Tait: I’ve been part of the group Electric Six for over 20 years, sober for 13. Being in bars and venues for decades was a big part of my life, and I’ve always loved Hamtramck because of the crazy musical history here. (My first gig in all of Detroit was at Paychecks in 1997.)
I was working at The Belmont in Hamtramck between tours when I got into recovery. Darren Grow and Mark Hausner ran The Belmont, and have both been very supportive of Passenger’s mission as we’ve grown from assisting musicians in recovery, to using music and the arts as tools to advocate for people in our local community.
When I approached Mark about a space, he put us in contact with Ed and Linda Wolyniec from the convent. The convent is perfect for our purposes, because it provides discretion for people who are looking for support.

The Review: Do you see expanding into any other avenues, such as for example sex addiction, gambling addiction, shopping addiction, etc? As these are also all forms of response to loneliness and modern world isolation?

Tait: Passenger recently began a meditation meeting, and an SLA (Sex &Love Addiction) meeting has been a weekly fixture since we opened in February. We also have a hybrid family meeting (Stronger Together) through our partnership with Families Against Narcotics, which supports friends and family members of those struggling with substance use disorder.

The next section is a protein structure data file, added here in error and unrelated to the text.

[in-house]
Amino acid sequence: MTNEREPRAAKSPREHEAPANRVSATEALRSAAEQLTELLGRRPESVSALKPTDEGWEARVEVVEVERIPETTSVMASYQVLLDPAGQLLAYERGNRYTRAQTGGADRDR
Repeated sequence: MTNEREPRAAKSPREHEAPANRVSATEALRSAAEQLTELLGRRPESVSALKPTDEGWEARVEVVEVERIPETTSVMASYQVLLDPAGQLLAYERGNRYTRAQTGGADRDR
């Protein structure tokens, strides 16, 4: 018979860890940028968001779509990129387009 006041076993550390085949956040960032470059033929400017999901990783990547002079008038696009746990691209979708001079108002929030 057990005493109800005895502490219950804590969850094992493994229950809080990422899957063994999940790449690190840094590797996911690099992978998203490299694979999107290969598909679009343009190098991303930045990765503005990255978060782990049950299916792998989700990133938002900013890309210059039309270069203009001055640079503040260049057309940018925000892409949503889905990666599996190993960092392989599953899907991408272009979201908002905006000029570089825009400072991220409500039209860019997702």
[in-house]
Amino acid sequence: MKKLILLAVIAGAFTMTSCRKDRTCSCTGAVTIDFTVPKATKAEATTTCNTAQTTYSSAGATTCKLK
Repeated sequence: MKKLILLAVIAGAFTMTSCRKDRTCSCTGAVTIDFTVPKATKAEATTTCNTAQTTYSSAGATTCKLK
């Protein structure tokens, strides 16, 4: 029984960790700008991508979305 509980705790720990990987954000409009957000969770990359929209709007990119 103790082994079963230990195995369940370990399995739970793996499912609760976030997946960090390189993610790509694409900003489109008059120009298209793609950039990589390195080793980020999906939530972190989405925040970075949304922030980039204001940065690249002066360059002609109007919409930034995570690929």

However, we can also direct people to resources for any of the concerns mentioned above. Part of being a Recovery Community Organization is to provide support on the ground level, and to have resources available for people who are curious, or concerned, about life changes.

The Review: There are some photos (on the Phoenix main website) from out West that appear to suggest that part of the ongoing healing process is to do things out in nature together – photos of a canoeing trip, for example. Do you have any plans for events or activities like this here at the Detroit location?

Tait: We don’t have any field trips planned at the moment (look to The Phoenix app for that). However, our program director, Bryan Wolf, is working on music programming that discusses the health benefits of music while celebrating our vast local cultures here in Hamtramck. Please stay tuned!

The Review: Feel free to use this space to summarize; talk about any aspect we didn’t ask on; give shout-outs; or whatever.

Tait: A big, BIG thank you to Tim Price of the Hamtramck Arts & Culture Commission, Lynn Blasey of the Hamtramck Community Initiative, Kurshida Hossain of Detroit Friendship House, State Representative Abraham Aiyash, and Virginia, Lara, Shannon, and ALL of the Piast Institute/Hamtramck Drug Free Community Coalition. We would not have been able to grow to serve the local community with impact if not for the guidance of these fine folks!
(Passenger Recovery Community Center is located at 2697 Caniff.)

Posted May 10, 2024